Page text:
Arresters descended upon the scene only moments after the deed was done. A crowd was already gathering, pressing in on a gangly man who stood over a lifeless body. Blood welled from the body, the flow following the seams between the paving stones before it pooled around the man's fine boots. The man made no effort to move, to run. He remained there, hunched and disheveled, but frantically alert. His eyes darted this way and that across the faces of the swelling crowd, and the point of his sword followed his shifting gaze in a series of jerky movements.
The arresters pressed through the crowd, and their calls for order rose above the shouts of horror and anger. An arrester may have been reading something, but the man was oblivious in his survey of the onlookers. Then his jaw erupted in pain. The sword flew from his hand. He collapsed upon the body, desperately holding his hands out to ward off a second blow.
"Symond Halm, I told you to drop your weapon and submit to detention in accordance with detention law number one, one, four."
Symond opened his eyes at the voice and a sour-faced, all-business arrester stood over him, a stun-baton in his mailed fist. Symond suddenly recognized the taste of blood in his mouth, but he simply stared at the arrester and smiled.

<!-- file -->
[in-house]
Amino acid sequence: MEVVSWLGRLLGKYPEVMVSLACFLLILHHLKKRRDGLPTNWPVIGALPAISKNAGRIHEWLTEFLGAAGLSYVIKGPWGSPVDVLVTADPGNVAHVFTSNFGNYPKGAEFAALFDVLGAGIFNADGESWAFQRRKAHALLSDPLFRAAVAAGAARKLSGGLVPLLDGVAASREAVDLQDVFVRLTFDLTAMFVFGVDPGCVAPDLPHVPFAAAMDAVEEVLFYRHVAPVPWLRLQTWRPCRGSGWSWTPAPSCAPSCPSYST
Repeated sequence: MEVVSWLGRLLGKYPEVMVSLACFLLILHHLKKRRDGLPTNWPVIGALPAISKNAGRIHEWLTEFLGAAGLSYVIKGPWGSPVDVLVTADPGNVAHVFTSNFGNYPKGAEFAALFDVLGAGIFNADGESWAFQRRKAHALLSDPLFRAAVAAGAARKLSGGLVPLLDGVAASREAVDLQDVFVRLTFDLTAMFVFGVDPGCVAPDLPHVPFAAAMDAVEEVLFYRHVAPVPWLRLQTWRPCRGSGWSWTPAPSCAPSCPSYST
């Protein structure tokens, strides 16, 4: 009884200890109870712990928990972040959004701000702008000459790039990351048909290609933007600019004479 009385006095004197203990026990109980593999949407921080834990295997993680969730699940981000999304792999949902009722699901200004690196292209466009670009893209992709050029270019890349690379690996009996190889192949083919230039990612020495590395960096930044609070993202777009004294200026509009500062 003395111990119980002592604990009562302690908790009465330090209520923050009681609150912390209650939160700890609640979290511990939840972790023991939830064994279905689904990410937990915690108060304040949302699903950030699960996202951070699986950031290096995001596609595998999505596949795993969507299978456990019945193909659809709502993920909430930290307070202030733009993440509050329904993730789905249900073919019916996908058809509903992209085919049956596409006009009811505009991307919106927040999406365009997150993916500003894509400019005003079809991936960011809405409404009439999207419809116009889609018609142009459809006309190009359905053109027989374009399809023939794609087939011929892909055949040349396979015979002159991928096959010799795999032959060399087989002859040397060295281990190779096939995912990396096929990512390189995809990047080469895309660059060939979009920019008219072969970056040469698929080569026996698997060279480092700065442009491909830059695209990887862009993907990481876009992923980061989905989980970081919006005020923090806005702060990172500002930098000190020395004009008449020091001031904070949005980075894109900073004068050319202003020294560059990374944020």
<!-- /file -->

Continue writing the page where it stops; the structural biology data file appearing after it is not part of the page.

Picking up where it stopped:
A second arrester yanked him to his feet, and Symond found himself being ushered away under the guard of a half dozen arresters. Other Azorius officers swarmed over the site. Gawkers lined the street to see him marched off to the Detention Compound. Amid the motion of the crowd, a single, motionless figure caught his attention. The detainee turned his head. Atop a horse sat a man draped in a cloak that hid a suit of gold-filigreed plate armor. The rider's face was obscured behind a helm, but the cyclopean visor was unmistakably Orzhov. Symond's gaze was fixed on the horseman until they turned the corner. He heard the word "debtor" echo after him, although he could not be certain.
"A thousand thanks for agreeing to see me, most generous Ilona," I said, removing my hat as I bowed theatrically. The Orzhov potentate raised an eyebrow. I bowed lower, not wanting to offend a woman of such high status. Still no verbal response, and I became acutely self-aware. I stood, clutching my hat to my chest, feeling suddenly clumsy.
Ilona sat upon a luxuriously cushioned, high-backed chair at the summit of a dais that was raised a dozen steps from the floor. She was framed by one of the many enormous arches that rose up behind her, and I knew that I was out of place here. A slight upward curl emerged at the corner of the kingpin's mouth. She folded her hands in her lap and looked at me for moment in a way that reminded me of a cat. "Your plays amuse me, Symond."